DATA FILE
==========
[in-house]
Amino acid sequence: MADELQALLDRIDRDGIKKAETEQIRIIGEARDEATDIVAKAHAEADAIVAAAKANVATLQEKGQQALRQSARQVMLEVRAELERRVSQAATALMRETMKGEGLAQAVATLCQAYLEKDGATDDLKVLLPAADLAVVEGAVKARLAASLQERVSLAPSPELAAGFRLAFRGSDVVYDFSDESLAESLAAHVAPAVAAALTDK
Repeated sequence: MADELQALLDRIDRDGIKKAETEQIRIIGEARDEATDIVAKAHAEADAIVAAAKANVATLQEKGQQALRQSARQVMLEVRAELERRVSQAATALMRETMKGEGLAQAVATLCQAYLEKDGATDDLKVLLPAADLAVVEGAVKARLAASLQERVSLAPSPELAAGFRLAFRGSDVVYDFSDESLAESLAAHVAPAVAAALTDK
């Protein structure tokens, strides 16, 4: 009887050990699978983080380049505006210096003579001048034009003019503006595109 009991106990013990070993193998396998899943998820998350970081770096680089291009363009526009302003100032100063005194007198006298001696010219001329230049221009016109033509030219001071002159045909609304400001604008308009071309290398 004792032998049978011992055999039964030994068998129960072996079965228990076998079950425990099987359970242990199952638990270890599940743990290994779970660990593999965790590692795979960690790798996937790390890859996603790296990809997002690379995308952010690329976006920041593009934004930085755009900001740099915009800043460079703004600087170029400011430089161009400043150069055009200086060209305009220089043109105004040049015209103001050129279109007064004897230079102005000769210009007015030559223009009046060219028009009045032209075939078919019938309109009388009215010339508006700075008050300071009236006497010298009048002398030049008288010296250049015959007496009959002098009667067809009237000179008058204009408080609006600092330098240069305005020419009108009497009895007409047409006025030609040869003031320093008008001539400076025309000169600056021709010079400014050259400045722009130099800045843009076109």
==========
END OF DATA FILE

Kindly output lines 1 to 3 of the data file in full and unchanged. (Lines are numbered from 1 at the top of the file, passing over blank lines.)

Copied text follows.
[in-house]
Amino acid sequence: MADELQALLDRIDRDGIKKAETEQIRIIGEARDEATDIVAKAHAEADAIVAAAKANVATLQEKGQQALRQSARQVMLEVRAELERRVSQAATALMRETMKGEGLAQAVATLCQAYLEKDGATDDLKVLLPAADLAVVEGAVKARLAASLQERVSLAPSPELAAGFRLAFRGSDVVYDFSDESLAESLAAHVAPAVAAALTDK
Repeated sequence: MADELQALLDRIDRDGIKKAETEQIRIIGEARDEATDIVAKAHAEADAIVAAAKANVATLQEKGQQALRQSARQVMLEVRAELERRVSQAATALMRETMKGEGLAQAVATLCQAYLEKDGATDDLKVLLPAADLAVVEGAVKARLAASLQERVSLAPSPELAAGFRLAFRGSDVVYDFSDESLAESLAAHVAPAVAAALTDK